Every year thousands of people take part in the RSPB Big Garden Bird Watch.
This year the survey of our garden visitors take place over the weekend of 29th to 31st of January.
All that is required is that for one hour on one of those dates you note down the birds that visit your garden. If you don’t have a garden you can use your balcony or the local park.
To take part click on this link: Big Garden Bird Watch
There’s a lot of helpful information and a pack which you can download.
Sean McMenemy, Director of Ark Wildlife has provided his insight on the benefits of families getting involved in the Birdwatch:
“Maintaining concentration while home or remote learning is difficult for younger children and their education can suffer. However, giving them permission to gaze out the window, or explore the garden is a great way to learn without them even realising it.
“Counting, recording, drawing, observing and identifying visiting birds are all valuable learning opportunities in a fun and exciting way.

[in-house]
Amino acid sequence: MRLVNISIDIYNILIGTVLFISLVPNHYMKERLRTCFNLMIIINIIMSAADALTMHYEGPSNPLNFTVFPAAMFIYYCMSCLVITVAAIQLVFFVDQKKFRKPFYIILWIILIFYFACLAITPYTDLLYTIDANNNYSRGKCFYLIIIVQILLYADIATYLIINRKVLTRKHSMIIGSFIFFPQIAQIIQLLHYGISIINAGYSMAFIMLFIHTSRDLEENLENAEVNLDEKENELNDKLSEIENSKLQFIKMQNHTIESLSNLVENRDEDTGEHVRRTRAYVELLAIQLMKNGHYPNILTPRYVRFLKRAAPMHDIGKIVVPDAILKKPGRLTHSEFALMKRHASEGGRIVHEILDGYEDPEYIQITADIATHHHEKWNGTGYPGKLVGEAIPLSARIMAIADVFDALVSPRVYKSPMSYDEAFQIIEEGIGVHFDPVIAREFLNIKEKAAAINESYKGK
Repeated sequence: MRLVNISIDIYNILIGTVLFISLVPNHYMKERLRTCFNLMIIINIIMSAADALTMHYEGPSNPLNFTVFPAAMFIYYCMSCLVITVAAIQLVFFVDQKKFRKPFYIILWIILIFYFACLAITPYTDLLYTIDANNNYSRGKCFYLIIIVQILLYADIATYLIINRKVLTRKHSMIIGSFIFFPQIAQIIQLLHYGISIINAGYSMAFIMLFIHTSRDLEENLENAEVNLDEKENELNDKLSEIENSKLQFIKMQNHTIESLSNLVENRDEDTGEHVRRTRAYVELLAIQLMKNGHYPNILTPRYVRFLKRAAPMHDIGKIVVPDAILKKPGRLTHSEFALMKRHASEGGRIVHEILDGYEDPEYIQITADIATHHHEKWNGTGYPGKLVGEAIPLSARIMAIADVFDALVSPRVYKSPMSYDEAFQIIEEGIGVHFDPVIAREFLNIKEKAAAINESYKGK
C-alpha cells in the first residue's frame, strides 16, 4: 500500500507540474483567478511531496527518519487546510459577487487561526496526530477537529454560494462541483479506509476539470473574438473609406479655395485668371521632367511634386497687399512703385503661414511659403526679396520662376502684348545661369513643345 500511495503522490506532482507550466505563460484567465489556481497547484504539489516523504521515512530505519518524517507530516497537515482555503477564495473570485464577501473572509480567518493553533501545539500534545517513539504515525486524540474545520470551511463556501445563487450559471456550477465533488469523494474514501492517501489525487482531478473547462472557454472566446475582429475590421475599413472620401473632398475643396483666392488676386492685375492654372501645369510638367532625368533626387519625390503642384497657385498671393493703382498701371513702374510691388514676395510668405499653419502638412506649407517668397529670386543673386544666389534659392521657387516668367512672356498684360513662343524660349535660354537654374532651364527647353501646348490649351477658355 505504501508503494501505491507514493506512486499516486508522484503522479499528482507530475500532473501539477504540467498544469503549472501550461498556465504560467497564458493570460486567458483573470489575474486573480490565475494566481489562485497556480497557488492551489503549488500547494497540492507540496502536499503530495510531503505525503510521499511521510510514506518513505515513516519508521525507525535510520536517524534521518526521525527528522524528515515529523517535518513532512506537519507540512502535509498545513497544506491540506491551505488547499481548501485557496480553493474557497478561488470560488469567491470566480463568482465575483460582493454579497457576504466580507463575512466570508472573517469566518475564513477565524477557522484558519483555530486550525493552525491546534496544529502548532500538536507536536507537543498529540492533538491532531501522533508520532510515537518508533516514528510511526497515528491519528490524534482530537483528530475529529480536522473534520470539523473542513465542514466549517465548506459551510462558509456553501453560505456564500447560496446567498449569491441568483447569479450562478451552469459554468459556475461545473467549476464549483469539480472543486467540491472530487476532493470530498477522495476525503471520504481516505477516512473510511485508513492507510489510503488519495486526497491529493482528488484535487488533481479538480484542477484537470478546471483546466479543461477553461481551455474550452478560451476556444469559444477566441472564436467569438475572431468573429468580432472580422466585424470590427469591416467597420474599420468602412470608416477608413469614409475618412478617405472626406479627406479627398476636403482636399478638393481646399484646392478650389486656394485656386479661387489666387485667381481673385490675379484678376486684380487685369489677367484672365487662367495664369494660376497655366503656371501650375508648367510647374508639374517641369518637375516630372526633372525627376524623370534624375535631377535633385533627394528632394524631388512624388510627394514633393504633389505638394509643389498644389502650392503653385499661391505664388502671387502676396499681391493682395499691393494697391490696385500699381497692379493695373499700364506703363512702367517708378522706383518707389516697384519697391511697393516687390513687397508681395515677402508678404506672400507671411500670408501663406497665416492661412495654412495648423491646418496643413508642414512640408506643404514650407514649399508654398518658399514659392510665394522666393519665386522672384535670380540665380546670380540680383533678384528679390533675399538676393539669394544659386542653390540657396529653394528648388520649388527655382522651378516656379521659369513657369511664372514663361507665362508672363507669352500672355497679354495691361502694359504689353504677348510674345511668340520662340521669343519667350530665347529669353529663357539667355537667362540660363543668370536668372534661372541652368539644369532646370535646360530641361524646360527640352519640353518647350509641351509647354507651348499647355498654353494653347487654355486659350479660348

“Birds are very present in all our lives. Even children who say they ‘know nothing’ when asked, are surprised when questioned about common birds.
“It’s fun to show children how much they know without even realising it. It builds confidence and encourages children to engage further in the natural world.”
“Spending time watching or walking in nature has been shown to benefit both mind and body, and this is as true for young people as it is adults. Sitting quietly in fresh air or walking in open spaces calms the mind and body, it balances our physiology and promotes production of positive hormones. Slowing to the pace of nature and it’s natural rhythms is greatly beneficial and contrasts starkly with our fast paced digital existences with all its distractions.
“Time spent in nature is never wasted.”
The survey is important. not only because it involves so many people in a massive community response, but because it records how many birds, their species and other wildlife that live around us. It has been going on for so long it also can indicate where some birds are falling in numbers and others doing much better.
To see last year’s results click on this: 2020 Big Garden Birdwatch Was The Biggest Ever